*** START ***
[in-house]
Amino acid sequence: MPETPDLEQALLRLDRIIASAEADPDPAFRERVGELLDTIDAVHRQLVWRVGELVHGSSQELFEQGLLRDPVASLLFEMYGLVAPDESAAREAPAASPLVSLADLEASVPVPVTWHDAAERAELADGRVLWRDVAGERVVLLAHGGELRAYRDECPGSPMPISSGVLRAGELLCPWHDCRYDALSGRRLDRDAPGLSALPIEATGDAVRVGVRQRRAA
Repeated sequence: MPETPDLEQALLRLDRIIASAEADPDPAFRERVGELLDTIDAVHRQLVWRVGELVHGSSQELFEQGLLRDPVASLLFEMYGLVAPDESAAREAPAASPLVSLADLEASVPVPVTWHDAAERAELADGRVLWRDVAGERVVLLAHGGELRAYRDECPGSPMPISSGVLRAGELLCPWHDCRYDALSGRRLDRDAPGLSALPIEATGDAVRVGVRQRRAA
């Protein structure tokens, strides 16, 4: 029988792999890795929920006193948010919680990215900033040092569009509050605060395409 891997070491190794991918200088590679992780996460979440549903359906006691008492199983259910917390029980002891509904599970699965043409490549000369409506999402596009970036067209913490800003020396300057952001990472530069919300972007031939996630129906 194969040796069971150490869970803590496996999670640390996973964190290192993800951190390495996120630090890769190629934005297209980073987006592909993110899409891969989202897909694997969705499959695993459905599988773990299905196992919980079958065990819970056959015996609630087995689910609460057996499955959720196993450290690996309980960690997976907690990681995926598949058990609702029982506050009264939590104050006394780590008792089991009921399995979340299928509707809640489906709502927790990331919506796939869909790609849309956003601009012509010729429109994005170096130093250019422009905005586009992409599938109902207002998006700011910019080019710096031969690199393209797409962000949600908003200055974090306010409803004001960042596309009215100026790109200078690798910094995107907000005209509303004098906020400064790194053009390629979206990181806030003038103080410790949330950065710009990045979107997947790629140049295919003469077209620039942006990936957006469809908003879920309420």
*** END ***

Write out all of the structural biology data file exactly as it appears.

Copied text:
[in-house]
Amino acid sequence: MPETPDLEQALLRLDRIIASAEADPDPAFRERVGELLDTIDAVHRQLVWRVGELVHGSSQELFEQGLLRDPVASLLFEMYGLVAPDESAAREAPAASPLVSLADLEASVPVPVTWHDAAERAELADGRVLWRDVAGERVVLLAHGGELRAYRDECPGSPMPISSGVLRAGELLCPWHDCRYDALSGRRLDRDAPGLSALPIEATGDAVRVGVRQRRAA
Repeated sequence: MPETPDLEQALLRLDRIIASAEADPDPAFRERVGELLDTIDAVHRQLVWRVGELVHGSSQELFEQGLLRDPVASLLFEMYGLVAPDESAAREAPAASPLVSLADLEASVPVPVTWHDAAERAELADGRVLWRDVAGERVVLLAHGGELRAYRDECPGSPMPISSGVLRAGELLCPWHDCRYDALSGRRLDRDAPGLSALPIEATGDAVRVGVRQRRAA
């Protein structure tokens, strides 16, 4: 029988792999890795929920006193948010919680990215900033040092569009509050605060395409 891997070491190794991918200088590679992780996460979440549903359906006691008492199983259910917390029980002891509904599970699965043409490549000369409506999402596009970036067209913490800003020396300057952001990472530069919300972007031939996630129906 194969040796069971150490869970803590496996999670640390996973964190290192993800951190390495996120630090890769190629934005297209980073987006592909993110899409891969989202897909694997969705499959695993459905599988773990299905196992919980079958065990819970056959015996609630087995689910609460057996499955959720196993450290690996309980960690997976907690990681995926598949058990609702029982506050009264939590104050006394780590008792089991009921399995979340299928509707809640489906709502927790990331919506796939869909790609849309956003601009012509010729429109994005170096130093250019422009905005586009992409599938109902207002998006700011910019080019710096031969690199393209797409962000949600908003200055974090306010409803004001960042596309009215100026790109200078690798910094995107907000005209509303004098906020400064790194053009390629979206990181806030003038103080410790949330950065710009990045979107997947790629140049295919003469077209620039942006990936957006469809908003879920309420």